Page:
Shipp asked Szalajda whether he envisions (1) a set of standards or CA procedures for face coverings that are equivalent to what NIOSH currently has in place for respirators to assess different types of hazards, such as particulates, vapors, or gases, or (2) a broader set of requirements that would
define, in general terms, factors such as filtration efficiency, breathing resistance, and fit. Szalajda replied that a more general set of requirements will be needed for face coverings because they are source control devices and not respirators. Whether through a third-party evaluation or some other mechanism, source control should be addressed as part of the standards development process, he said. He went on to explain that in settings where there is less certainty regarding the risk and the protection associated with those risks, more flexibility could be allowed in terms of how information is presented. A standard would allow manufacturers to report their filtration efficiency against the NIOSH requirement.11 Szalajda added that manufacturers will be allowed to present their “fit” or “leakage” for their products, depending on which term is ultimately agreed upon. The lingering issue, Szalajda said, will be determining how that information is translated to the public to assist decision making and it is unclear whether this would fall into the NIOSH framework or into a Safety Equipment Institute framework in association with ASTM International.
Barrier Face Coverings as Source Control
Shipp highlighted Szalajda’s comments that barrier face coverings provide source control and, therefore, are only effective when everybody is wearing them. This differs from more typical RPDs, which are designed to protect the wearer. A participant asked whether a barrier face covering needs to perform similarly to a surgical N95—or perhaps at a lower protected factor—in providing protection to the wearer and providing source control as a barrier to outgoing pathogen flow. In addition, the participant asked whether a face covering should also protect from environmental hazards such as smoke and air pollution. Szalajda said he thinks the same requirement could be used for both the surgical mask and the face covering standard as the surgical mask standard has a national consensus already in place. Existing methods can be used to provide the source control element to ensure devices perform as they are intended to, he said.
Johnson contended that the growing evidence base about facial coverings will demonstrate that no single universal facial covering can be effective for protection against the full spectrum of exposure hazards (e.g., wildland smoke, SARS-CoV-2, pesticide applications), so the public will need to be educated about different types of hazards. He added that local public health departments will need to help ensure that the correct equipment is specified when there is a public health emergency. “We [cannot] fall in the trap that this current barrier mask is going to take care of everything,” he cautioned.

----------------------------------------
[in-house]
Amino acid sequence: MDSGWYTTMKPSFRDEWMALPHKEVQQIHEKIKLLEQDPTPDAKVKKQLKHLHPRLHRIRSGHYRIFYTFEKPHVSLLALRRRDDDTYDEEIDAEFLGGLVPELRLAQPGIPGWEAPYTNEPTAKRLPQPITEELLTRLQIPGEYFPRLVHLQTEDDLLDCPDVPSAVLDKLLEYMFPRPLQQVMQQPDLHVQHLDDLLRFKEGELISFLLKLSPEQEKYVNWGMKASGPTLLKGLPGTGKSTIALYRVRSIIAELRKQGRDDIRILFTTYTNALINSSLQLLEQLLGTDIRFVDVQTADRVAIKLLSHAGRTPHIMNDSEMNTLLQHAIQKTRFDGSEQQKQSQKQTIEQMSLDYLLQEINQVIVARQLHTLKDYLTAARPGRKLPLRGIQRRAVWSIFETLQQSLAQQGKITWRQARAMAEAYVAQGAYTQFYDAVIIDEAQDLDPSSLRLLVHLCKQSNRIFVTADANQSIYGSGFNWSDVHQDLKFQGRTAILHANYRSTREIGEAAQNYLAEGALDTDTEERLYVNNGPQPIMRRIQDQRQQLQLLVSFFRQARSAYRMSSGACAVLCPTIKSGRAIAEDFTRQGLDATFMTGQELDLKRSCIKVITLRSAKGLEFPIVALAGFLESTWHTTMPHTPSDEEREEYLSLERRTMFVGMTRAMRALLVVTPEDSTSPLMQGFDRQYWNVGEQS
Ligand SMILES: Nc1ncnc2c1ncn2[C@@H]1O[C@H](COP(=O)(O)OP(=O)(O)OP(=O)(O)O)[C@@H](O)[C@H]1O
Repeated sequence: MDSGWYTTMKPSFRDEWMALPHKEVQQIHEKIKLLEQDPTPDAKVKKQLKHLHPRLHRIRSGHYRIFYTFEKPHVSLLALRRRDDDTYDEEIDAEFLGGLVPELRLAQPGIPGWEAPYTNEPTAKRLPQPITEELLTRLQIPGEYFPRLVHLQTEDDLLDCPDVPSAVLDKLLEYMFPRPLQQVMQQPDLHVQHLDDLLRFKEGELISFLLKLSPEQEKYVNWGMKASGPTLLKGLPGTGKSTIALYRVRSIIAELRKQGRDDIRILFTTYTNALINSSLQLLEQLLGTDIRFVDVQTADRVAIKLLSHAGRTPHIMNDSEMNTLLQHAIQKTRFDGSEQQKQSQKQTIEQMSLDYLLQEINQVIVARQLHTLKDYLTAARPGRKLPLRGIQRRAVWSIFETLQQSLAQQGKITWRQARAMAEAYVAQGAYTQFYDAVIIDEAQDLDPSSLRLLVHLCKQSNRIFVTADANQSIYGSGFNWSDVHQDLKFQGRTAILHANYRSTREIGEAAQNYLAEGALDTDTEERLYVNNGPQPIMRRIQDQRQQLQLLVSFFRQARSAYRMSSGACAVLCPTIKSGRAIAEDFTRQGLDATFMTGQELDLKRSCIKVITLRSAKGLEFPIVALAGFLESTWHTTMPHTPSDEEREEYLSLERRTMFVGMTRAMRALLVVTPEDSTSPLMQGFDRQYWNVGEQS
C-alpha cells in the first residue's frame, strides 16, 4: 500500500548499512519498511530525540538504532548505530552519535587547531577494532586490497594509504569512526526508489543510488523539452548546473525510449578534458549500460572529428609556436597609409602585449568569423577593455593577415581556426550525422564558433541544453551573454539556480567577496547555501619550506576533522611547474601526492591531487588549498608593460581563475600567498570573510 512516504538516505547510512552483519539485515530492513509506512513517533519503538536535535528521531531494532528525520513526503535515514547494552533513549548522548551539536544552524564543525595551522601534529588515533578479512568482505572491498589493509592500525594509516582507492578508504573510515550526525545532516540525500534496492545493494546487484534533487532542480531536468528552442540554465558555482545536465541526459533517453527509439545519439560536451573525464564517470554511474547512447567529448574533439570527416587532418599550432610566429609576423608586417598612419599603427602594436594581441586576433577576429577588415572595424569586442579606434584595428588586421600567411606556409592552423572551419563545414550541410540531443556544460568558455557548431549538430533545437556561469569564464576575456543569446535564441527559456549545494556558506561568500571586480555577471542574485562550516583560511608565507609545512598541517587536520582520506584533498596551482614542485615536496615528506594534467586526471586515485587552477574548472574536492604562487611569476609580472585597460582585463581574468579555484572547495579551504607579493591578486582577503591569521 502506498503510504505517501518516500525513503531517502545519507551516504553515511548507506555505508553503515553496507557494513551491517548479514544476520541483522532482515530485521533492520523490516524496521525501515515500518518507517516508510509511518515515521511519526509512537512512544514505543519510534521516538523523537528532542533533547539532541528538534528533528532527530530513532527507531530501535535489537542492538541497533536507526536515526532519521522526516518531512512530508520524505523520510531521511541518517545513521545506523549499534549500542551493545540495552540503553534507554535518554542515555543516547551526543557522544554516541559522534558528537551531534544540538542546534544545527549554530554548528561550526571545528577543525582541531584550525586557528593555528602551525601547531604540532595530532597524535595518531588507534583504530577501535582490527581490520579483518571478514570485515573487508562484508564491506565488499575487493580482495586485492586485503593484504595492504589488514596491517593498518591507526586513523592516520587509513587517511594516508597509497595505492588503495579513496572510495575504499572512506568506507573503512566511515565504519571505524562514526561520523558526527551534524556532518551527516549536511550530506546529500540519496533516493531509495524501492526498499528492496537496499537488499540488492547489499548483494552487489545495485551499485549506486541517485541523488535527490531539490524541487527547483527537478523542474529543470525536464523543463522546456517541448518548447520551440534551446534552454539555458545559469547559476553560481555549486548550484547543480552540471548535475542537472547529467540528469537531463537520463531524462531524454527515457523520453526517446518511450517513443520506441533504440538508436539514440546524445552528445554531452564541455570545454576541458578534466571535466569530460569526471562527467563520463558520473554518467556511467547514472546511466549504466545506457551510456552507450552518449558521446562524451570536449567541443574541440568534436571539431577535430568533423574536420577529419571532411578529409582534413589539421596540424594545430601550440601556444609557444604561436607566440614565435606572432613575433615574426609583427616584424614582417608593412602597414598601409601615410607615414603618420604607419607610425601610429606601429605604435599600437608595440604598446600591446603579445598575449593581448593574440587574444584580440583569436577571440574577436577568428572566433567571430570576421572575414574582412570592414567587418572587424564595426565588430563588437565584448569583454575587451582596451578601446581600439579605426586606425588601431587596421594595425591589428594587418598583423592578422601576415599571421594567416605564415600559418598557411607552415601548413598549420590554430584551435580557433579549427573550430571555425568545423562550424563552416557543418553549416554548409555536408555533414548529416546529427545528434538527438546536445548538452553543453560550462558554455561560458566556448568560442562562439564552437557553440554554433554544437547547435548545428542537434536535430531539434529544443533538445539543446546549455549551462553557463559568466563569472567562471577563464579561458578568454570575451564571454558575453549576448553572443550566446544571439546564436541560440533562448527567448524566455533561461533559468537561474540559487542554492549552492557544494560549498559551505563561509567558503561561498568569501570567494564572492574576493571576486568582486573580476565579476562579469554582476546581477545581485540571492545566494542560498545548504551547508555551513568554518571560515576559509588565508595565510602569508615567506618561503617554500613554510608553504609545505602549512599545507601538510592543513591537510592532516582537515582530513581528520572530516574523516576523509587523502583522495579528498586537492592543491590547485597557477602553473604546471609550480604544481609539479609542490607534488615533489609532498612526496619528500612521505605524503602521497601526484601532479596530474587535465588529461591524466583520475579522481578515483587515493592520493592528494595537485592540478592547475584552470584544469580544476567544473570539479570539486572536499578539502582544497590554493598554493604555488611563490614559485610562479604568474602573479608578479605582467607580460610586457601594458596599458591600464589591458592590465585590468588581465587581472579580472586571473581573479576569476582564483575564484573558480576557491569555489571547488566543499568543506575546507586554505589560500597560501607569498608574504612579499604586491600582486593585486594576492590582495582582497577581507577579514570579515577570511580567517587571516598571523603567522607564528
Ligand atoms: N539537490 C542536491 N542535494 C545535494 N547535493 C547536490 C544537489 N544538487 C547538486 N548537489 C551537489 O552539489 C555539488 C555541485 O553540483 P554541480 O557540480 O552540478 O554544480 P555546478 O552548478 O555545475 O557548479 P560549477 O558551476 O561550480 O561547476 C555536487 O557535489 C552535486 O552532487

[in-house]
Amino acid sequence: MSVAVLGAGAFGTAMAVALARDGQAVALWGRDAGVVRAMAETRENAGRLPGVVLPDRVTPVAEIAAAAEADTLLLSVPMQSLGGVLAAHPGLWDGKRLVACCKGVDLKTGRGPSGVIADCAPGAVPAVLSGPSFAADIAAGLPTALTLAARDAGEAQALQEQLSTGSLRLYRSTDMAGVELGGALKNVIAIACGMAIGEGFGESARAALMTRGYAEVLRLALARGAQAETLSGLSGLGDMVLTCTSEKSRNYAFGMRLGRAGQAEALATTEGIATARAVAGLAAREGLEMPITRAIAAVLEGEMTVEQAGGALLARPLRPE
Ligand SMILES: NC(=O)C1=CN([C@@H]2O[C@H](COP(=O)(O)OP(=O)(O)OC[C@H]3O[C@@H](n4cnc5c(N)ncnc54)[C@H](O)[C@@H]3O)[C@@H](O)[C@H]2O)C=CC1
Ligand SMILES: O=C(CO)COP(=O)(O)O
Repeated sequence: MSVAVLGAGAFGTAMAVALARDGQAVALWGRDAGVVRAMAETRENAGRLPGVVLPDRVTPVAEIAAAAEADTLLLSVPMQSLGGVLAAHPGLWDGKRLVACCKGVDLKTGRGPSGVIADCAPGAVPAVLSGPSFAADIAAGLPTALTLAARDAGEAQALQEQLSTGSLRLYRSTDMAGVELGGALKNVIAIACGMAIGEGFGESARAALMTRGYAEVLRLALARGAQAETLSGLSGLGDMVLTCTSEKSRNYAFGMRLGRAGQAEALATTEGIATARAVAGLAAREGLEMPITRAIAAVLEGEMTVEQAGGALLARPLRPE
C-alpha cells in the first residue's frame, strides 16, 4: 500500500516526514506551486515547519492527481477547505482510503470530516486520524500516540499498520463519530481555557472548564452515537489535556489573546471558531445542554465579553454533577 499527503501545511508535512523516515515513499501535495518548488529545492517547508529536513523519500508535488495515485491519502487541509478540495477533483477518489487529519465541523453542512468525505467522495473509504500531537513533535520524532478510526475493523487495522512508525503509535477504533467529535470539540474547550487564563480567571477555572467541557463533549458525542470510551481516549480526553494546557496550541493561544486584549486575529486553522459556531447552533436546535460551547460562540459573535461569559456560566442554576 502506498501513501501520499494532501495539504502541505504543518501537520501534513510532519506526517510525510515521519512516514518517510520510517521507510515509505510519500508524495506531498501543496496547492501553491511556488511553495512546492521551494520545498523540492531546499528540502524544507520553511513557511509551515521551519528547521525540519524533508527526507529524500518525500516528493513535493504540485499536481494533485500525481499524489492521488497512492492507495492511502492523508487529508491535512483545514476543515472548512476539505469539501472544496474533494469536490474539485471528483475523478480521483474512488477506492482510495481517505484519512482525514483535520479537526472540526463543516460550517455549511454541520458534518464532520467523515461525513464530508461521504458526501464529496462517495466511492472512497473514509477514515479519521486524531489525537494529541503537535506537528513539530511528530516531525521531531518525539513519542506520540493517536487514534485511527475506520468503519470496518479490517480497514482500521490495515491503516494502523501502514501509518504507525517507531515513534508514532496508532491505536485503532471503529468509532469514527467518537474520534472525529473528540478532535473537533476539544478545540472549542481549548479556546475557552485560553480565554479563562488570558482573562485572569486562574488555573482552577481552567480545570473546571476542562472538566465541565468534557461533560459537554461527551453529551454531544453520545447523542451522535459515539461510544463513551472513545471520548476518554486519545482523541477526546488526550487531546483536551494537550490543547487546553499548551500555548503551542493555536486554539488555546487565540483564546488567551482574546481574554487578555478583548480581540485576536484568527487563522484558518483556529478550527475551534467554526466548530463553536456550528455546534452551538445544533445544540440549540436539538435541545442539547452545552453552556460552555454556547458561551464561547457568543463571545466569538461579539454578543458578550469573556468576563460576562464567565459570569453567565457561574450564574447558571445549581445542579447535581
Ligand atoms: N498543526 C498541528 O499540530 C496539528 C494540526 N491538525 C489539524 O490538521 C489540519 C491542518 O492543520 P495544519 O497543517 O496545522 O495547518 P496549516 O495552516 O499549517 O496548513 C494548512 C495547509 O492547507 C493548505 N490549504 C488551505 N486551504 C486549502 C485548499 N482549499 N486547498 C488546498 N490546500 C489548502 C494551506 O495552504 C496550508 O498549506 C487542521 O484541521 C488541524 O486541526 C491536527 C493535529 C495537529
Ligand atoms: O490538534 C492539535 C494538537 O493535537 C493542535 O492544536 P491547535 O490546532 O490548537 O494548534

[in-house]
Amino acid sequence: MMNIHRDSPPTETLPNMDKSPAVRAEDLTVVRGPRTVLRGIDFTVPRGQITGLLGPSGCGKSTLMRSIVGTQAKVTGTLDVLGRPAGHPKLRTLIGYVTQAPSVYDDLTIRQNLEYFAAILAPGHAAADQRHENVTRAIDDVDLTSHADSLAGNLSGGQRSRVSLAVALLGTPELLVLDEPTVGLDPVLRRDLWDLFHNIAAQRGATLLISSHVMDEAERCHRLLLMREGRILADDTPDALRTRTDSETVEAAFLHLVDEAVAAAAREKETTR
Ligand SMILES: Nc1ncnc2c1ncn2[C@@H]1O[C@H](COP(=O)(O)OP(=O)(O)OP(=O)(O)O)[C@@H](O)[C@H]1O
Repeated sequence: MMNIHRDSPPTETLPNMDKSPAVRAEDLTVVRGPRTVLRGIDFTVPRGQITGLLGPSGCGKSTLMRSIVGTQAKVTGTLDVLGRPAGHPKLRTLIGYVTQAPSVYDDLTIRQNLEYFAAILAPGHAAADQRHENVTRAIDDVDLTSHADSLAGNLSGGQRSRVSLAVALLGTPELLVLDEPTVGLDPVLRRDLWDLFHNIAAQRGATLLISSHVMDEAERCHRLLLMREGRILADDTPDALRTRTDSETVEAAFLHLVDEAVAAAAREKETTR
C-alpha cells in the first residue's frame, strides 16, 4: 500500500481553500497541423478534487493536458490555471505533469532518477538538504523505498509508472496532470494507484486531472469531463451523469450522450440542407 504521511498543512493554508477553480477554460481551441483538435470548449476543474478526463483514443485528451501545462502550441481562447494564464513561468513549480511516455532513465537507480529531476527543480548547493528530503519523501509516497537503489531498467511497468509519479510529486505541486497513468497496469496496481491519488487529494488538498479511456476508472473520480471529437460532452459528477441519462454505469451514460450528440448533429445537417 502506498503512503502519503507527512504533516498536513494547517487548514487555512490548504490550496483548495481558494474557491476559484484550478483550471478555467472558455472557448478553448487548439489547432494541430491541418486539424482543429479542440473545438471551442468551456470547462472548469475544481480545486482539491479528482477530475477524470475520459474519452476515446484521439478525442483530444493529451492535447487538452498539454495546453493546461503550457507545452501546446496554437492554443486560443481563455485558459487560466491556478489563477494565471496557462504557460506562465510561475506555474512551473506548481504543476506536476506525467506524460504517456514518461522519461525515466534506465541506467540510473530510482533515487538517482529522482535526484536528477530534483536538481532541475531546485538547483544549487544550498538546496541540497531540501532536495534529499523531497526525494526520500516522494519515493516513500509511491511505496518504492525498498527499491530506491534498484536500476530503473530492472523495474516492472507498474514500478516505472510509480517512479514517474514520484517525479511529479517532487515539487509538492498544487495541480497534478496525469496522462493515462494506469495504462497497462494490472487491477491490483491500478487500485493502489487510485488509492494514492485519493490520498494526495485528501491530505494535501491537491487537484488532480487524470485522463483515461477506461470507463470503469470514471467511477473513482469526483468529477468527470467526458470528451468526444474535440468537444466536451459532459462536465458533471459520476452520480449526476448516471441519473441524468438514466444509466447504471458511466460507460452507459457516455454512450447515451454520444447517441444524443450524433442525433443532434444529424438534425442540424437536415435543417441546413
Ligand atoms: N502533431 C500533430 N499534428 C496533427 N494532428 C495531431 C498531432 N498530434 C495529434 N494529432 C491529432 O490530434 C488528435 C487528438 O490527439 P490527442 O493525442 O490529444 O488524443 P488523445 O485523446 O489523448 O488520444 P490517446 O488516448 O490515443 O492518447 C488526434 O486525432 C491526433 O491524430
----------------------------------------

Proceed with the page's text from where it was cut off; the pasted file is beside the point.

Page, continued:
11 More information about the 0059 test is available from https://www.cdc.gov/niosh/npptl/stps/pdfs/TEB-APR-STP-0059-508.pdf (accessed September 16, 2020).
DenHartog raised the issue of air speed as it pertains to source control, noting that sneezing has been found to produce higher speeds and larger droplet sizes than coughing, talking, and breathing. In terms of source control, he said, the impact of droplet size on the effectiveness of cloth masks is still unknown. DenHartog said that the device needed for protection against smoke will be different from a device needed for protection against COVID-19. However, DenHartog added, it is becoming increasingly clear that there is at least some beneficial effect of well-designed cloth masks as source control.
N95 Exhalation Valves
Workshop planning committee member Melissa McDiarmid, a professor of medicine, epidemiology, and public health at the University of Maryland School of Medicine, suggested that concerns about the use of N95s with exhalation valves have been minimized somewhat by the asymptomatic spread of COVID-19. She mentioned that there are other pathways through a mask through which transmission could occur from the mask wearer, such as through the face seal. She noted that 10 percent face seal leakage is allowable even for an N95, and she asked the panel to comment about exhalation valves on N95s as well as on elastomerics.
Johnson suggested creating a visualization to demonstrate the difference between coughing through an exhalation valve and coughing without an exhalation valve. He noted that different exhalation valve designs will remove different percentages of particles. The exhalation valve may not open very much when the wearer of a filtering face piece mask is in a sedentary state, because air is flowing out through the filter media and the pressure does not drop substantially. He added that the potential effects of exhalation valves come into play when the wearer has a higher breathing rate, which reduces breathing resistance. Elastomerics always open, he explained, as that is the mechanism for exhaled air to exit the elastomeric face piece.